Japan has been influenced by Western culture for many decades but a lot of its tradition and culture still remains. From Japanese fashion and food to sake and silverware, Japan is driven by detail, culture and its artistic nature. At Atelier Japan, our collection of traditional Japanese products is just waiting to be discovered, browse our makers to explore our range of luxury handcrafted Japanese goods.

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Something Sakura: The history of the iconic Japanese cherry blossom.

One thing that instantly comes to mind when we think of Japan is the iconic sakura flower, or as it is more commonly known, the cherry blossom. The sakura flower can be found on a few trees of the prunus genus, but is most recognisable in its form on the Japanese cherry blossom. Present in many countries other than Japan, sakura has made its home in plenty of locations in the Northern Hemisphere with temperate climates. Nepal, India, Taiwan, Korea and China are just some of the other countries that are host to this beautiful and symbolic piece of nature. Despite its Western name, the fruit produced by the sakura varieties that have been cultivated for ornamental use is small and unpalatable; edible cherries are generally cultivated from other sakura-related plant species. The beautiful nature of the cherry blossom is appreciated far more for its symbolism and national significance. Let’s take a look at why the cherry blossom is such an embedded part of Japanese culture and how it is celebrated.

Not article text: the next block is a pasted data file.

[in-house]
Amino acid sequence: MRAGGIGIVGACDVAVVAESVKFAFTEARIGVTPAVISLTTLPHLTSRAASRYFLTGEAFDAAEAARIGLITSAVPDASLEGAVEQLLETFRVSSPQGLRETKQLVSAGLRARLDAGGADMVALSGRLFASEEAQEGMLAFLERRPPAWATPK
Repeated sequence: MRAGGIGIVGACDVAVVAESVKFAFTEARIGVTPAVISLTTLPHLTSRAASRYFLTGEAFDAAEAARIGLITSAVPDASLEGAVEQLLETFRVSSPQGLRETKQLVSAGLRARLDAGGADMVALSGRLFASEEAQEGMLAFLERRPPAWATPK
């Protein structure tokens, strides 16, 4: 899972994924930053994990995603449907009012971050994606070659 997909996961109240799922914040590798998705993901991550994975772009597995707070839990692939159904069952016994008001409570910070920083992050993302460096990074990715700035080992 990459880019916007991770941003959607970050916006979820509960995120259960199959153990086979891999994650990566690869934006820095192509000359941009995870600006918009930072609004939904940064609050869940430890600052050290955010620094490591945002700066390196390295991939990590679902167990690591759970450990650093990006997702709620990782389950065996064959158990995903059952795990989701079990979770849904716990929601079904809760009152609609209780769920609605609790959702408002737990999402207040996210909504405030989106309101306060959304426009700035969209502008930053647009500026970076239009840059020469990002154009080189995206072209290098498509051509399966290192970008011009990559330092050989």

Symbolism of the Sakura

In Japan, the symbolism surrounding cherry blossom often refers to thoughts on human life with the glorious yet short-lived nature of the season acting as a reminder of our mortality. Similarly, cherry blossom symbolism is also linked to clouds due to the way that the flowers bloom in groups, again acting as a metaphor for the short nature of life. This sort of symbolism is often associated with Buddhist influences and the concept of ‘mono no aware’, meaning ‘the pathos of things’ that dates back to the 18th century.

Cherry Blossom and Rebirth

The cherry blossom is not only seen as a symbol of life and death but as a symbol of renewal. With the blossom creating dramatic and inspiring scenes during the Spring season, it’s no wonder that cherry blossom is so closely associated with this time of renewal and optimism where the Japanese calendar year begins, children return to school and workers start their new jobs.